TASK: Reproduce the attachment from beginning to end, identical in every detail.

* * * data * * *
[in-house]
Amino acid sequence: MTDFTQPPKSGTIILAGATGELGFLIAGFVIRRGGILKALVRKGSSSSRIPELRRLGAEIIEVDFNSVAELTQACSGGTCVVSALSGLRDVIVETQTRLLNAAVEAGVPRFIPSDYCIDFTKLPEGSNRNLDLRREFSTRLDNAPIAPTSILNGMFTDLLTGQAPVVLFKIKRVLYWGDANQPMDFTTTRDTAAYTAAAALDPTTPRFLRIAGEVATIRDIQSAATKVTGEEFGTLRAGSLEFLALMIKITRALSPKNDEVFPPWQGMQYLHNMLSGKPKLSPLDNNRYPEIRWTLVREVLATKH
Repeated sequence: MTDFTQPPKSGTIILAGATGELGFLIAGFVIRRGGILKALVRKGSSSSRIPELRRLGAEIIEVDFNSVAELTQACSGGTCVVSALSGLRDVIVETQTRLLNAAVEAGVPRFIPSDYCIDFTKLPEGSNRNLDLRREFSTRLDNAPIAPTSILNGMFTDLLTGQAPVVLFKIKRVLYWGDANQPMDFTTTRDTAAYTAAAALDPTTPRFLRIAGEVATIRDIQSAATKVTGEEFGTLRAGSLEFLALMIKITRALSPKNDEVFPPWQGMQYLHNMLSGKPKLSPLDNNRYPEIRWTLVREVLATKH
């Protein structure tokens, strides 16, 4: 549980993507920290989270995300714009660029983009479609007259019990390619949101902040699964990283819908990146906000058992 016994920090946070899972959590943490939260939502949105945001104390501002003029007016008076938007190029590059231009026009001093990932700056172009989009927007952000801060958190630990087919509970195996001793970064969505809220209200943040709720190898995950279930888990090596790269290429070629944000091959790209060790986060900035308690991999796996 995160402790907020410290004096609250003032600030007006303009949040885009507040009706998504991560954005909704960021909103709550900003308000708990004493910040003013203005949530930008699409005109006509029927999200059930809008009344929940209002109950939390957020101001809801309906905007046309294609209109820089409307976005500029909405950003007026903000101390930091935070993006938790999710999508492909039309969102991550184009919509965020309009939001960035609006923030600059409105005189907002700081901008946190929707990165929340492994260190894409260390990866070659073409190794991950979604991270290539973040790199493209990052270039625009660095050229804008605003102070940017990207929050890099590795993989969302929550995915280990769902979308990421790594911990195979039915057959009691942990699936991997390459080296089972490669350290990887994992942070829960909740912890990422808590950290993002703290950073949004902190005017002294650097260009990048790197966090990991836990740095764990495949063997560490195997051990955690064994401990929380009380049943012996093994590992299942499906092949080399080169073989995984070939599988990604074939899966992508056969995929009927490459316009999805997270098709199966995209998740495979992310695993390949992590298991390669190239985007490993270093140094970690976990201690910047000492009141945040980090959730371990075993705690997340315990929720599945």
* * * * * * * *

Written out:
[in-house]
Amino acid sequence: MTDFTQPPKSGTIILAGATGELGFLIAGFVIRRGGILKALVRKGSSSSRIPELRRLGAEIIEVDFNSVAELTQACSGGTCVVSALSGLRDVIVETQTRLLNAAVEAGVPRFIPSDYCIDFTKLPEGSNRNLDLRREFSTRLDNAPIAPTSILNGMFTDLLTGQAPVVLFKIKRVLYWGDANQPMDFTTTRDTAAYTAAAALDPTTPRFLRIAGEVATIRDIQSAATKVTGEEFGTLRAGSLEFLALMIKITRALSPKNDEVFPPWQGMQYLHNMLSGKPKLSPLDNNRYPEIRWTLVREVLATKH
Repeated sequence: MTDFTQPPKSGTIILAGATGELGFLIAGFVIRRGGILKALVRKGSSSSRIPELRRLGAEIIEVDFNSVAELTQACSGGTCVVSALSGLRDVIVETQTRLLNAAVEAGVPRFIPSDYCIDFTKLPEGSNRNLDLRREFSTRLDNAPIAPTSILNGMFTDLLTGQAPVVLFKIKRVLYWGDANQPMDFTTTRDTAAYTAAAALDPTTPRFLRIAGEVATIRDIQSAATKVTGEEFGTLRAGSLEFLALMIKITRALSPKNDEVFPPWQGMQYLHNMLSGKPKLSPLDNNRYPEIRWTLVREVLATKH
């Protein structure tokens, strides 16, 4: 549980993507920290989270995300714009660029983009479609007259019990390619949101902040699964990283819908990146906000058992 016994920090946070899972959590943490939260939502949105945001104390501002003029007016008076938007190029590059231009026009001093990932700056172009989009927007952000801060958190630990087919509970195996001793970064969505809220209200943040709720190898995950279930888990090596790269290429070629944000091959790209060790986060900035308690991999796996 995160402790907020410290004096609250003032600030007006303009949040885009507040009706998504991560954005909704960021909103709550900003308000708990004493910040003013203005949530930008699409005109006509029927999200059930809008009344929940209002109950939390957020101001809801309906905007046309294609209109820089409307976005500029909405950003007026903000101390930091935070993006938790999710999508492909039309969102991550184009919509965020309009939001960035609006923030600059409105005189907002700081901008946190929707990165929340492994260190894409260390990866070659073409190794991950979604991270290539973040790199493209990052270039625009660095050229804008605003102070940017990207929050890099590795993989969302929550995915280990769902979308990421790594911990195979039915057959009691942990699936991997390459080296089972490669350290990887994992942070829960909740912890990422808590950290993002703290950073949004902190005017002294650097260009990048790197966090990991836990740095764990495949063997560490195997051990955690064994401990929380009380049943012996093994590992299942499906092949080399080169073989995984070939599988990604074939899966992508056969995929009927490459316009999805997270098709199966995209998740495979992310695993390949992590298991390669190239985007490993270093140094970690976990201690910047000492009141945040980090959730371990075993705690997340315990929720599945």